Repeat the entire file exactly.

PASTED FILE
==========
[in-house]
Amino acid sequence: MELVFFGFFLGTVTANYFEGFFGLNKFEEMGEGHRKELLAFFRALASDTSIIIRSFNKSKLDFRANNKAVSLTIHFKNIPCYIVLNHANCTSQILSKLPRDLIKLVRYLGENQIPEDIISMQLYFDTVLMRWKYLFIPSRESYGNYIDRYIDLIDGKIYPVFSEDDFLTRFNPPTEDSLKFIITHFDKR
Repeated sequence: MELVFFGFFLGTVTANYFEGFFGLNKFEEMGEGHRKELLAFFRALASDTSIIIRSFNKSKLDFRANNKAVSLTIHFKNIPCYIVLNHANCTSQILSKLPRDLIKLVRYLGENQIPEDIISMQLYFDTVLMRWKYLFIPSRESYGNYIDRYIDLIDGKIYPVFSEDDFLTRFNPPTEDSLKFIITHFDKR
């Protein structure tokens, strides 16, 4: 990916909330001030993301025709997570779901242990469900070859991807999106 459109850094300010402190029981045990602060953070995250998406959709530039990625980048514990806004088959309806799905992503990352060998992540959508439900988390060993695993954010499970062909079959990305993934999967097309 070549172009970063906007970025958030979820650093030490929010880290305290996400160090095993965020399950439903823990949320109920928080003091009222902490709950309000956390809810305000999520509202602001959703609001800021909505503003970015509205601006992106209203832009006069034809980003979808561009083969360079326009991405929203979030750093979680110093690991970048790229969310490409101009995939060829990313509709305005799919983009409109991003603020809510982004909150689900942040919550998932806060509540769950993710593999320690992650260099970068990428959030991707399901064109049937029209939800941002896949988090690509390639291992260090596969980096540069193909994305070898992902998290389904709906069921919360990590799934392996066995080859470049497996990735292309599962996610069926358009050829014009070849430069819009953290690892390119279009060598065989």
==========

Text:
[in-house]
Amino acid sequence: MELVFFGFFLGTVTANYFEGFFGLNKFEEMGEGHRKELLAFFRALASDTSIIIRSFNKSKLDFRANNKAVSLTIHFKNIPCYIVLNHANCTSQILSKLPRDLIKLVRYLGENQIPEDIISMQLYFDTVLMRWKYLFIPSRESYGNYIDRYIDLIDGKIYPVFSEDDFLTRFNPPTEDSLKFIITHFDKR
Repeated sequence: MELVFFGFFLGTVTANYFEGFFGLNKFEEMGEGHRKELLAFFRALASDTSIIIRSFNKSKLDFRANNKAVSLTIHFKNIPCYIVLNHANCTSQILSKLPRDLIKLVRYLGENQIPEDIISMQLYFDTVLMRWKYLFIPSRESYGNYIDRYIDLIDGKIYPVFSEDDFLTRFNPPTEDSLKFIITHFDKR
């Protein structure tokens, strides 16, 4: 990916909330001030993301025709997570779901242990469900070859991807999106 459109850094300010402190029981045990602060953070995250998406959709530039990625980048514990806004088959309806799905992503990352060998992540959508439900988390060993695993954010499970062909079959990305993934999967097309 070549172009970063906007970025958030979820650093030490929010880290305290996400160090095993965020399950439903823990949320109920928080003091009222902490709950309000956390809810305000999520509202602001959703609001800021909505503003970015509205601006992106209203832009006069034809980003979808561009083969360079326009991405929203979030750093979680110093690991970048790229969310490409101009995939060829990313509709305005799919983009409109991003603020809510982004909150689900942040919550998932806060509540769950993710593999320690992650260099970068990428959030991707399901064109049937029209939800941002896949988090690509390639291992260090596969980096540069193909994305070898992902998290389904709906069921919360990590799934392996066995080859470049497996990735292309599962996610069926358009050829014009070849430069819009953290690892390119279009060598065989």